We had moved to the West of England, and were encouraged to go to weekly meetings at a deaf school in Bristol in order to get to know other parents in our position. This was a great idea, in theory. In practice the sessions were often hijacked by Deaf community ideologues.
At one such session, a grandmother was asked whether she appreciated the benefits deafness conferred on her grandchild. She looked rather stunned, then stuttered, "Oh yes, in fact . . . I'm glad he's deaf." There were cheers all round, as if we were at an Alcoholics Anonymous meeting. We began to wonder what we were doing there.
Our big break came when we read about a new type of speech therapy being practised by one woman, Jacqueline Stokes, in Oxford. New, that is, in Britain. It is widely practised abroad, particularly in the United States and Australia.
While traditional methods for teaching the deaf have involved lip-reading and sign language, using the eyes to compensate for the ears, new technology means that, for many, these skills are no longer so crucial. Auditory Verbal Therapy is about encouraging a child to use what hearing they have to the full: "If you're trying to build up a specific muscle, you go to the gym and exercise it," Jacqueline told us.
It was a tonic to be encouraged to have high expectations for Oliver, after our disheartening experience of a culture which tells you that "doing well, considering" is as good as it gets. But AVT has its enemies. Myths abound, because the Deaf community ideologues cannot abide the idea of nurturing hearing in a deaf child.
"Don't AVT teachers cover their faces up with black screens, so the children can't lip-read?" one deaf person asked me recently, horrified that I could put my child through such torture.
When Oliver started school, it became clear that he was not hearing enough to do well in noisy classroom situations. The demands of language, too, became more complex. We returned to the thorny issue of an implant.
Supported by Jacqueline, and by the head of the unit for hearing-impaired children at the mainstream primary school he attends, we decided to press for our son to have the operation. The issue for us was not whether he needed a cochlear implant to hear, it was "what will allow Oliver to do his best in a hearing world?"
Six months later, and the results are more than we dared hope for. Whereas before, speech needed to be loud and clear to be understood, now Oliver can hear a whisper.
Situations which are normal for hearing families - such as being able to shout a question to a child upstairs and receive a reply - are a daily thrill to us. As Oliver can understand speech without lip-reading, he can enjoy computer games and tapes, and begin to use the telephone. If he is wearing the processor that connects with his implant, we can talk in the dark.
For the Deaf community, this smacks of refusing to accept that our child is deaf. Not at all. Take the processor off, and Oliver is still deaf. I love my son dearly, and would not exchange him for any other child, hearing or not. But I cannot say I am glad he is deaf. A hearing life, in a hearing world, is so much easier, and what parent wants to see a child struggle?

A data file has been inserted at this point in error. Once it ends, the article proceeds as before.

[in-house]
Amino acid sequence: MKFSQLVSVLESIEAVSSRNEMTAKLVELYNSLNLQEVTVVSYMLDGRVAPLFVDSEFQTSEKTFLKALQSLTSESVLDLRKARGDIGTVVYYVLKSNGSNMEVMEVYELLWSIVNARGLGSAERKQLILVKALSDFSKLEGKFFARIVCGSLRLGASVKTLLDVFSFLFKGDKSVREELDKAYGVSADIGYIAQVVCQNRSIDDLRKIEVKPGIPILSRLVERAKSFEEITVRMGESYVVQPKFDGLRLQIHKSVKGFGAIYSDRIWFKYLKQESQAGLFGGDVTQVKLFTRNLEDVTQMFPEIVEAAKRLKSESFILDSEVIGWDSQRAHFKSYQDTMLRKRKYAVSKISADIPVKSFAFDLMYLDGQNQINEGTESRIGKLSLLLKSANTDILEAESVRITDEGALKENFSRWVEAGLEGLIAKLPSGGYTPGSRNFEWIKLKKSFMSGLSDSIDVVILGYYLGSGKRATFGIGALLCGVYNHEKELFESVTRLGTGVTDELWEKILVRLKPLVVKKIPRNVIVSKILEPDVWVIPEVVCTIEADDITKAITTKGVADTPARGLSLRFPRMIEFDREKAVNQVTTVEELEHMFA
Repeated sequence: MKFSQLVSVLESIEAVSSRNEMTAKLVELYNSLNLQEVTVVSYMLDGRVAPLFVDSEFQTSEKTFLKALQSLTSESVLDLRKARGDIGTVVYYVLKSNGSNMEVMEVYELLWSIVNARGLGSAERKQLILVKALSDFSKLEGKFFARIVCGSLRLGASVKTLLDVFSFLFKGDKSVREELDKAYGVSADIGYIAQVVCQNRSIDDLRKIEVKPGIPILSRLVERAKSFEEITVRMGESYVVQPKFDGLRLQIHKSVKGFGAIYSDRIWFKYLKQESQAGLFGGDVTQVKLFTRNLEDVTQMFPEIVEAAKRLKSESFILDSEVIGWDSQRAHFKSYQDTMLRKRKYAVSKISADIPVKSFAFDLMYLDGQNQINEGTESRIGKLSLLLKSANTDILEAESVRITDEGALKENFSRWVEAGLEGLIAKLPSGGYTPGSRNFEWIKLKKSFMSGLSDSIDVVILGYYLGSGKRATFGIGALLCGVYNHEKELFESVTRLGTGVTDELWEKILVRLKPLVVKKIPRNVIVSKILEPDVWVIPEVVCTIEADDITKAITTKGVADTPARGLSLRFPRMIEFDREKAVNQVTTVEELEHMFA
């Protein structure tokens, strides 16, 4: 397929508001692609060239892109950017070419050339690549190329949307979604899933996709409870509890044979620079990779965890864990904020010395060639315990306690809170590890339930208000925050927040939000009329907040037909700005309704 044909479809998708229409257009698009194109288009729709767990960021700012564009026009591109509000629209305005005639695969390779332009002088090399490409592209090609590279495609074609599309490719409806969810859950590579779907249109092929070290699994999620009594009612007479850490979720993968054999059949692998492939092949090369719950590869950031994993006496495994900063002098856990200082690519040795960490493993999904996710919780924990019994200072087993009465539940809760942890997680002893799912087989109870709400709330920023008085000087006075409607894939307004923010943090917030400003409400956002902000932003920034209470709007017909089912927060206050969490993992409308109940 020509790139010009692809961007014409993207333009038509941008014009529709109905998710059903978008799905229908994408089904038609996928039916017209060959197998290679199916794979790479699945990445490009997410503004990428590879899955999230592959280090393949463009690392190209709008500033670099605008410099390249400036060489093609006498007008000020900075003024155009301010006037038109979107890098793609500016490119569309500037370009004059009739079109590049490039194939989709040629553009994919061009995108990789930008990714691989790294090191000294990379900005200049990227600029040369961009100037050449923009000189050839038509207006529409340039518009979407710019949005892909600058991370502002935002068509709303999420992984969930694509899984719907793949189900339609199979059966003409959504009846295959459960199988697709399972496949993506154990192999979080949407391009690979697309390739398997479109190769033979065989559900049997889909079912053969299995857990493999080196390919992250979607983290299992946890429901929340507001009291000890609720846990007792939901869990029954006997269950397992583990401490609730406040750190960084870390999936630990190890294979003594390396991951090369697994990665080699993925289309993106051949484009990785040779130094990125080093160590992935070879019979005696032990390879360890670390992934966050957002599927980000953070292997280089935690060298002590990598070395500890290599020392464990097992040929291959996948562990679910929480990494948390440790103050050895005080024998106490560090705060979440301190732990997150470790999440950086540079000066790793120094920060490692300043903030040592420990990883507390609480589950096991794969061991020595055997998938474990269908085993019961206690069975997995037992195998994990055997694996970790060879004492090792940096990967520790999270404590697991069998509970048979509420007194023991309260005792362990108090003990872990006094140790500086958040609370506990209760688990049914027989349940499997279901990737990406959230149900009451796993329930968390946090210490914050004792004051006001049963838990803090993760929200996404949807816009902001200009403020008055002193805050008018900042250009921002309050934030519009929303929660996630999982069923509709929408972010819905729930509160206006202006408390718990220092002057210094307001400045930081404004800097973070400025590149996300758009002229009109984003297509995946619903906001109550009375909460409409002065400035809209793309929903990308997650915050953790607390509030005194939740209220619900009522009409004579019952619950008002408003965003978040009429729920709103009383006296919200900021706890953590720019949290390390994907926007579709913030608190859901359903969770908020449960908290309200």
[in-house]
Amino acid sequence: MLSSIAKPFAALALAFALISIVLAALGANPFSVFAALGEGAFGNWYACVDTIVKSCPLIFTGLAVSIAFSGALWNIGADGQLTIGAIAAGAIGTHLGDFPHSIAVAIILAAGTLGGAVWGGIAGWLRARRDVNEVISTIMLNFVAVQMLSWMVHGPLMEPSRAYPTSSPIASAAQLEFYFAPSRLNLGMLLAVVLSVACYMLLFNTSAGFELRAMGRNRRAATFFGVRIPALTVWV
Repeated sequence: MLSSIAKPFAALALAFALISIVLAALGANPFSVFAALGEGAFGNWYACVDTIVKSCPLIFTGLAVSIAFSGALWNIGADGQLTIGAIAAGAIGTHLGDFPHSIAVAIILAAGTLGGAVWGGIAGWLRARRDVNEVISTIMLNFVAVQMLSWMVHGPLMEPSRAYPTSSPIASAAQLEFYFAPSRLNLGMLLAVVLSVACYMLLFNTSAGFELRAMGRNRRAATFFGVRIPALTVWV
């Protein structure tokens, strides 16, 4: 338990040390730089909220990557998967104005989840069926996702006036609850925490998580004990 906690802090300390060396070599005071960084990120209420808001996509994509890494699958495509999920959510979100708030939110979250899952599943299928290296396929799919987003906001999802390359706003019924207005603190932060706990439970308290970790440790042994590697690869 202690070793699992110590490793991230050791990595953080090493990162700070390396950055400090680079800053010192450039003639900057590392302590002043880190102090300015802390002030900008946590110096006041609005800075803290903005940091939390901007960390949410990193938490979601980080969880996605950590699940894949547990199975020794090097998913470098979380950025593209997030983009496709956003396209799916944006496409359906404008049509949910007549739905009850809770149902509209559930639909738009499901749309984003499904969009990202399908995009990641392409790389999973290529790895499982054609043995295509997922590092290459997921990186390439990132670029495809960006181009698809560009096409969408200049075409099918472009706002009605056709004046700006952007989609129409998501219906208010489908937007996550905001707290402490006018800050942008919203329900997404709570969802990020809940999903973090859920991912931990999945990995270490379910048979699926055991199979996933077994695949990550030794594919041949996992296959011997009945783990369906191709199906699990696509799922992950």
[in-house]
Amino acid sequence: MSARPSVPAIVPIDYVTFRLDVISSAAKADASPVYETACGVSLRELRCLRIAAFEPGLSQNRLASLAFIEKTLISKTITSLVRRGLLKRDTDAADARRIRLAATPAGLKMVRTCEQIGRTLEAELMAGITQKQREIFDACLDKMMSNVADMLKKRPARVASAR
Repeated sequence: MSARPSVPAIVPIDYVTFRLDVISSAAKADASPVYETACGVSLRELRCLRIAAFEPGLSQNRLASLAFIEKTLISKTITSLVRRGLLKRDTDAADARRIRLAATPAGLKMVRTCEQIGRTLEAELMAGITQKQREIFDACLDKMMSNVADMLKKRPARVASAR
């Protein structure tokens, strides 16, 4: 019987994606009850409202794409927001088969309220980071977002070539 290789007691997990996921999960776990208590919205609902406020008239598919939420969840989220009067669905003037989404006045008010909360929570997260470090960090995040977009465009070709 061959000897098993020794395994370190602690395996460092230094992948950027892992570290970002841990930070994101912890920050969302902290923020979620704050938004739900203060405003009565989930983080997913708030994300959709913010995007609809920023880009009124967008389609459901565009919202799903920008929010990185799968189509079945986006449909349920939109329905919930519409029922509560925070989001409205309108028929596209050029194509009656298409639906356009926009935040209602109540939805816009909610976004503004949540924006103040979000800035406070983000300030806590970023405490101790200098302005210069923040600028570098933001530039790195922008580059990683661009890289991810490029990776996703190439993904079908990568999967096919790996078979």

Recently, at a course with three other hearing parents on developing advocacy skills, our Deaf instructor asked us whose opinions a medical practitioner should take into account when treating a deaf child. "The parents," we chorused. "Who else?" he asked.
"The child's, if possible," we replied. "But who else?" he insisted. We thought hard. We suddenly realised the answer he wanted. "The Deaf community?" we ventured. "Of course!" he said. I replied that, as Oliver's mother, I simply did not accept that a mass of strangers, with nothing but one physical characteristic in common with my son, should have any sort of say in his welfare. I got a pitying smile.
"Of course, you are his Mum! Hold on to that feeling!" he replied. "But remember, he won't always be a little boy. As he grows up, he's going to seek out deaf people. He will meet people like me."
He clearly thought I was desperate to keep Oliver away from deaf people, such was my prejudice. In fact Oliver already has some deaf friends, and that's fine. The point is that while he might socialise with them, they have no right to tell us that it is best for our son not to hear.
Take the case in America of the two deaf lesbians who, two years ago, sought out a deaf sperm-donor in order to ensure their baby would be deaf. The baby's mother, Sharon Duchesneau, justified the decision by saying "Deafness is an identity, not a medical affliction that needs to be fixed."
The Deaf community here upholds that belief to the letter. Its ideologues are appalled at the thought of parents wanting their deaf child to hear, because they view impaired hearing not as the loss of a vital physical sense, but as a way of defining who they are.
The roots of "radical Deafness" lie in the past. At the beginning of the 20th century, it was not uncommon for deaf individuals to be shut up in mental asylums. Thirty years ago, when hearing-aid technology was still too poor to help many deaf children, sign language was fiercely discouraged. Teachers would force a profoundly deaf child to sit on his hands and try to lip-read. It was unsurprising that the result was mental illness and marginalisation - and a growing sense of anger among those who could see that something was wrong with the system.
But the hardliners in the Deaf community seem incapable of grasping that, just as the hearing society had no right to impose its values on them in the past, so they have no right to impose theirs on us. The Federation of Deaf People, for example, a small but particularly vocal campaigning group, has declared that cochlear implants on deaf people under 18 "amounts to experimentation". Yet a crucial factor in the success of a cochlear implant is the age of the patient: the brain needs the flexibility to learn to process this new sensation called sound. Two is considered the ideal age.
We now have what we, and Oliver, want; but many in our position are not so lucky. Ideally there would be excellent services and freedom of choice - whether for signing or speaking - for parents of all deaf children. In the meantime, it is hard that those trying to come to terms with their child's deafness must also face the deafness to reason of a bullying minority.
© Copyright of Telegraph Group Limited 2004.